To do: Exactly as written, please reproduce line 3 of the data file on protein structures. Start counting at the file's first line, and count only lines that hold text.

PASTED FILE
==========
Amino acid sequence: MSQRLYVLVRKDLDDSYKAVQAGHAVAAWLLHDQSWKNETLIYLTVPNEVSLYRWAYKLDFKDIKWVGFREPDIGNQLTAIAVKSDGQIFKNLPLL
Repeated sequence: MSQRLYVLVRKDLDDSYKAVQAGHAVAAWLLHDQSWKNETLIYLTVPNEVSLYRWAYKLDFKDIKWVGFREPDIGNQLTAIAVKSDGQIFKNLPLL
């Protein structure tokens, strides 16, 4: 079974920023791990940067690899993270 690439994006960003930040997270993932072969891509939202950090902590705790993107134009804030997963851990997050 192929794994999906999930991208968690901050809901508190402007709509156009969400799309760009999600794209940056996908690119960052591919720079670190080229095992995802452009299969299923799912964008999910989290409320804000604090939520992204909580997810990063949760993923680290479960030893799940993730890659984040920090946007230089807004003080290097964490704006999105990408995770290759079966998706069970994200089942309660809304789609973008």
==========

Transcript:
């Protein structure tokens, strides 16, 4: 079974920023791990940067690899993270 690439994006960003930040997270993932072969891509939202950090902590705790993107134009804030997963851990997050 192929794994999906999930991208968690901050809901508190402007709509156009969400799309760009999600794209940056996908690119960052591919720079670190080229095992995802452009299969299923799912964008999910989290409320804000604090939520992204909580997810990063949760993923680290479960030893799940993730890659984040920090946007230089807004003080290097964490704006999105990408995770290759079966998706069970994200089942309660809304789609973008």